I get calls several times a week from executives and professionals who want me to review a severance agreement that was just presented to them by their employer. When I ask if they think they have any potential claims against the company, people seem bewildered. I’m often told they just want me to review the severance—that they don’t want to risk losing what is offered, and have no interest in seeing if they could get more. I, on the other hand, am often dumbfounded. After all, negotiation is part of business—right? As an executive or professional part of your job typically includes some form of negotiation. So then, why would you not negotiate over a severance?
Here’s the truth—most things are negotiable, including severance offers. Severance negotiations are not just about how many weeks they will pay. Severance can include continuation of medical insurance, payment of bonuses or commissions earned, the exercise of stock options, letter of reference, etc.
After talking to a person for a short period, I will often identify potential claims the person may have—anything from a potential age claim to disability to whistleblower protection. Claims like this may open up new avenues for recovery and provide a basis to negotiate a more favorable severance.
It is also important to know what rights you are giving up if you sign the severance that is offered. Under the False Claims Act, as an example, if an employee has information that their employer, a government contractor, engaged in some form of fraud, the person may qualify as a relator in a qui tam action and be entitled to a reward of 15%-30% of any monies recovered by the government. Most people don’t even know this law exists and could be giving up a potentially substantial reward by signing off on a severance agreement that will typically contain a release of liability.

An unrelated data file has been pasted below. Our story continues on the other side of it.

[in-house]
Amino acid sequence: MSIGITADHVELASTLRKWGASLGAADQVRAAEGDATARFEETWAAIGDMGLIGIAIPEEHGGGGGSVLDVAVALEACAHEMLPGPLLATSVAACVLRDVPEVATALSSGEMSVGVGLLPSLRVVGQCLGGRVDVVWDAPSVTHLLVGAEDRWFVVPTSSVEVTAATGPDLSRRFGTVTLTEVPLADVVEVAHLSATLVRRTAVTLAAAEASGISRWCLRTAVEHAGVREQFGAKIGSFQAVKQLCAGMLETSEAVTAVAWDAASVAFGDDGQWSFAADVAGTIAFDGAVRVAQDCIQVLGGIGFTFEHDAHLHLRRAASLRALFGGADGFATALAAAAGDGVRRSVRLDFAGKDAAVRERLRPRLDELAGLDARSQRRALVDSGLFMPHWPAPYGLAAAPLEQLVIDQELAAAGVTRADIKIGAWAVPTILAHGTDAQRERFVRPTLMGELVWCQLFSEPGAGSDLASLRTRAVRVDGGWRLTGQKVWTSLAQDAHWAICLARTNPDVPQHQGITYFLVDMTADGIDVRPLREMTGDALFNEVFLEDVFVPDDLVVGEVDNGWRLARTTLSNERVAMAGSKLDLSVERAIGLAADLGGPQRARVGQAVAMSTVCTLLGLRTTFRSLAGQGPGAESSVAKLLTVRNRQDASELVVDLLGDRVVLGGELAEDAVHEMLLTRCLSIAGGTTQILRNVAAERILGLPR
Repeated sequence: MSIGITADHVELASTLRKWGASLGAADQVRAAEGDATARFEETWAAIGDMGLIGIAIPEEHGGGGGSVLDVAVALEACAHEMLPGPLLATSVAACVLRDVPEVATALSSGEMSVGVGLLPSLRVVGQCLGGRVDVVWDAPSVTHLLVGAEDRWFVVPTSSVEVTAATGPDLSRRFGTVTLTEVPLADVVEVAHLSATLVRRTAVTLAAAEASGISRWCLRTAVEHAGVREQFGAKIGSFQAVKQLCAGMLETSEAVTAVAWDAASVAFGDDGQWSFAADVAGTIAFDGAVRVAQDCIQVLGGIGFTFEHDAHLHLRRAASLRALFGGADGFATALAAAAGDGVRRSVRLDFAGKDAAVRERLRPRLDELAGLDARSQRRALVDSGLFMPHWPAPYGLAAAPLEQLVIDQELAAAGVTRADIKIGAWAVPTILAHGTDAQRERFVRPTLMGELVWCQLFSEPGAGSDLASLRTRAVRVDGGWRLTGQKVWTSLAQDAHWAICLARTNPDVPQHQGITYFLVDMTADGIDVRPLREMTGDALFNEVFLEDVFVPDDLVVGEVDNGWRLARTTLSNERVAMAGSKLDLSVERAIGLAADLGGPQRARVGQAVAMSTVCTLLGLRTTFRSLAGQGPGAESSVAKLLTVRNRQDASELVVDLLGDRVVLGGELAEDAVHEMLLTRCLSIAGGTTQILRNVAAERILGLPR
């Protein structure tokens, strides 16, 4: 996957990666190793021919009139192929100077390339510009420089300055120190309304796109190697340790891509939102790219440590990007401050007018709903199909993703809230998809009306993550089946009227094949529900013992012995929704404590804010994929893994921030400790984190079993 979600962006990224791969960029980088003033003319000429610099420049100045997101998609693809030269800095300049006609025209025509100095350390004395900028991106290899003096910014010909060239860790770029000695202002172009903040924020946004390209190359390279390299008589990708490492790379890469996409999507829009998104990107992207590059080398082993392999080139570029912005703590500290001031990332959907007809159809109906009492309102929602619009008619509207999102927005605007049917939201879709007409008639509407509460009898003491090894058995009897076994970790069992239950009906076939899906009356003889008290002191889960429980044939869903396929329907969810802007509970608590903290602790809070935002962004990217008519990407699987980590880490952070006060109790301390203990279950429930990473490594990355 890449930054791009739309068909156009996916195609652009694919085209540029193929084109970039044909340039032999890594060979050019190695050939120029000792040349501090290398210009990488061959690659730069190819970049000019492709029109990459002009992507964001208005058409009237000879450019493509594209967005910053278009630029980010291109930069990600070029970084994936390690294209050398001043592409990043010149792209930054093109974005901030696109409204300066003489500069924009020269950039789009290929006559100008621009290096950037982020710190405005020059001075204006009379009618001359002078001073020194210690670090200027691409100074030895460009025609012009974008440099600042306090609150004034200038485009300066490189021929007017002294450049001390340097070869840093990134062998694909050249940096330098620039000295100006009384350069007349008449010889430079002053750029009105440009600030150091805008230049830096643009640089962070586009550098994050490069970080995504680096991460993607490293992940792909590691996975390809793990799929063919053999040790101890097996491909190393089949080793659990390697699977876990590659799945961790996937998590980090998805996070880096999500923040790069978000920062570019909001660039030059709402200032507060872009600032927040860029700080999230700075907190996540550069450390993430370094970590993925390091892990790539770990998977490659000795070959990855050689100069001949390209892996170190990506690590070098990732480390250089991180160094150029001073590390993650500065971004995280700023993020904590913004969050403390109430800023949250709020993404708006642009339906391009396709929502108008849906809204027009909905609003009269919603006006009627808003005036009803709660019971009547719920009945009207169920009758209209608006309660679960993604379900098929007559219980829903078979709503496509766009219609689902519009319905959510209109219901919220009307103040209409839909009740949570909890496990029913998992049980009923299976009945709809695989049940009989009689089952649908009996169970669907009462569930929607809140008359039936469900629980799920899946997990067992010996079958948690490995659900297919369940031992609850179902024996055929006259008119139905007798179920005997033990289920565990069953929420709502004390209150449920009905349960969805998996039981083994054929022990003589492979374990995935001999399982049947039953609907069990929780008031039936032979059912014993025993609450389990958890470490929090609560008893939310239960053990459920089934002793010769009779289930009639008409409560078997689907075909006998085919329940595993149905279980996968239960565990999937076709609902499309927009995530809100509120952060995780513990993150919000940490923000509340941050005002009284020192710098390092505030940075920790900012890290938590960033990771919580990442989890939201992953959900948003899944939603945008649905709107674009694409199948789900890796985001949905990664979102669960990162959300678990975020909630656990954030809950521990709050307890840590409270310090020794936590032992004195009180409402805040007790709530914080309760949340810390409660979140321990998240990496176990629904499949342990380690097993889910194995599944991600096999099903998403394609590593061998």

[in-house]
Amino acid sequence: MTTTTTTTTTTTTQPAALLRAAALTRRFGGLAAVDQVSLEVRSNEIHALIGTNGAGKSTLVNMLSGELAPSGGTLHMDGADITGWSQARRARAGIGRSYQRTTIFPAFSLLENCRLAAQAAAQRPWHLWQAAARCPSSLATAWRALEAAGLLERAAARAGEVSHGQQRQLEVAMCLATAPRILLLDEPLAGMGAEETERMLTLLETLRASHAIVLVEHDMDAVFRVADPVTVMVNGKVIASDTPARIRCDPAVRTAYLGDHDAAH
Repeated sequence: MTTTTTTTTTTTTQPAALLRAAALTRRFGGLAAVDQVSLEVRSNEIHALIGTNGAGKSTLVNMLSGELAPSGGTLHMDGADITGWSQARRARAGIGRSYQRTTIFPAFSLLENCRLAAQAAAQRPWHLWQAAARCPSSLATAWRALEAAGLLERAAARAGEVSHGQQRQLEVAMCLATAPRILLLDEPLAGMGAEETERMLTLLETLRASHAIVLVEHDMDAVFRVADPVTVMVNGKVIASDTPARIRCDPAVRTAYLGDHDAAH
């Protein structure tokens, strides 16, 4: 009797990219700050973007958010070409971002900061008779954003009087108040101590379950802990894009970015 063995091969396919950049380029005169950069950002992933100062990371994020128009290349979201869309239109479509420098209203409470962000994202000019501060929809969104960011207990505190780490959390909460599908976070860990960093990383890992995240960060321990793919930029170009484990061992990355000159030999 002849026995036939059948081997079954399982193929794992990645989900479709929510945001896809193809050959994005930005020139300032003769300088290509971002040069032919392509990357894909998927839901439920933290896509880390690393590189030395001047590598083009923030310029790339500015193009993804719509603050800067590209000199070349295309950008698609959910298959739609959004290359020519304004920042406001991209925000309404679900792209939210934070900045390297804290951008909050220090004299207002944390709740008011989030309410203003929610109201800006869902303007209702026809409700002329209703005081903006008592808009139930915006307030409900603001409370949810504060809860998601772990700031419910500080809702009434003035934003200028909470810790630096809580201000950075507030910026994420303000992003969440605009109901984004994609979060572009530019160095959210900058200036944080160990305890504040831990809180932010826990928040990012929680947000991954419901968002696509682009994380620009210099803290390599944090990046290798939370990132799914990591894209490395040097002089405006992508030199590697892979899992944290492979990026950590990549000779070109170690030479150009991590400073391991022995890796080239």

So, the moral of the story is—if you are provided a severance agreement, talk to an experienced severance attorney to make sure you are not giving up any rights unknowingly and that you receive every penny you are entitled to under the law. The attorneys at Halunen Law have years of experience negotiating severances for executives and professionals. Click here to contact us or call (612) 260-5383 for a free consultation.
As the founder of Halunen Law, Clayton Halunen has obtained millions of dollars in awards and settlements for his clients, including a million-dollar whistleblower case against a local for-profit college on behalf of a terminated administrator, one of the largest verdicts in Minnesota history in a single plaintiff age and workers’ compensation retaliation case, and many six and seven-figure settlements. His representation of Vikings punter, Chris Kluwe, was instrumental in achieving a historic settlement advancing GLBT rights in professional sports. Halunen has been recognized as a “SuperLawyer” consistently since 2003, and was recognized as a 2014 Minnesota Lawyer of the Year for his work on the Kluwe case.
Learn more about Clayton Halunen